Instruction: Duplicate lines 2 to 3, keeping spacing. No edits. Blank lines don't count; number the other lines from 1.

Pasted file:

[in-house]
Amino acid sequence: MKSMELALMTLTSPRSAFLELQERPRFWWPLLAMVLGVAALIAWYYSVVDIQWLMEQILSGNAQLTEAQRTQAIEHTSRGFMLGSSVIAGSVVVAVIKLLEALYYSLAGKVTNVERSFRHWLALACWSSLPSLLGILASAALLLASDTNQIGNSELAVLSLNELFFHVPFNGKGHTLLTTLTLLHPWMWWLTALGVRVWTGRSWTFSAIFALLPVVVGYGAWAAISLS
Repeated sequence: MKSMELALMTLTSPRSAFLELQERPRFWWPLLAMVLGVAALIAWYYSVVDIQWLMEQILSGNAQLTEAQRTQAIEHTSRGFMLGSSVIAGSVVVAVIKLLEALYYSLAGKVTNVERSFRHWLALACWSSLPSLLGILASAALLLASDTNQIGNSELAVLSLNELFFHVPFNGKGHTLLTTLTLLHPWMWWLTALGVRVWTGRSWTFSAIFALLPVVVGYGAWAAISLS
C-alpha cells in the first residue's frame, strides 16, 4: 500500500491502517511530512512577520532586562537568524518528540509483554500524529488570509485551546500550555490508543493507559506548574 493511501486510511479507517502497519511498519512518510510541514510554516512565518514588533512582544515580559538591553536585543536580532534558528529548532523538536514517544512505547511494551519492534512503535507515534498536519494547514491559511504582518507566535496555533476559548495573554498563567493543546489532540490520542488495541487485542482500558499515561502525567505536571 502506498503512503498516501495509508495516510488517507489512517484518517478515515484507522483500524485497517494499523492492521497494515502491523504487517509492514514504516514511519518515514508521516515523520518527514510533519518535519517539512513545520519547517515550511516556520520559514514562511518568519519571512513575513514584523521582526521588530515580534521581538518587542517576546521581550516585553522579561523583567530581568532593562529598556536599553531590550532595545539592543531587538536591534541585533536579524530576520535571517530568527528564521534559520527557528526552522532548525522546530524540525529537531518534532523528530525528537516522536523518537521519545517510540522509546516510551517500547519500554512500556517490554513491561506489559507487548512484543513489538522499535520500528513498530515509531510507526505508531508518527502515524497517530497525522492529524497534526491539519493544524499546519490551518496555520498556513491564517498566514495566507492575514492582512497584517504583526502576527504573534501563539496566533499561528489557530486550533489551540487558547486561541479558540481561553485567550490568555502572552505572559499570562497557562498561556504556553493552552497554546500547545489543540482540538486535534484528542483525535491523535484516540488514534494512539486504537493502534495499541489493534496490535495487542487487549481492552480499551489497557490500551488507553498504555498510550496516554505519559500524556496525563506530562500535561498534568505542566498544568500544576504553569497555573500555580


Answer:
Amino acid sequence: MKSMELALMTLTSPRSAFLELQERPRFWWPLLAMVLGVAALIAWYYSVVDIQWLMEQILSGNAQLTEAQRTQAIEHTSRGFMLGSSVIAGSVVVAVIKLLEALYYSLAGKVTNVERSFRHWLALACWSSLPSLLGILASAALLLASDTNQIGNSELAVLSLNELFFHVPFNGKGHTLLTTLTLLHPWMWWLTALGVRVWTGRSWTFSAIFALLPVVVGYGAWAAISLS
Repeated sequence: MKSMELALMTLTSPRSAFLELQERPRFWWPLLAMVLGVAALIAWYYSVVDIQWLMEQILSGNAQLTEAQRTQAIEHTSRGFMLGSSVIAGSVVVAVIKLLEALYYSLAGKVTNVERSFRHWLALACWSSLPSLLGILASAALLLASDTNQIGNSELAVLSLNELFFHVPFNGKGHTLLTTLTLLHPWMWWLTALGVRVWTGRSWTFSAIFALLPVVVGYGAWAAISLS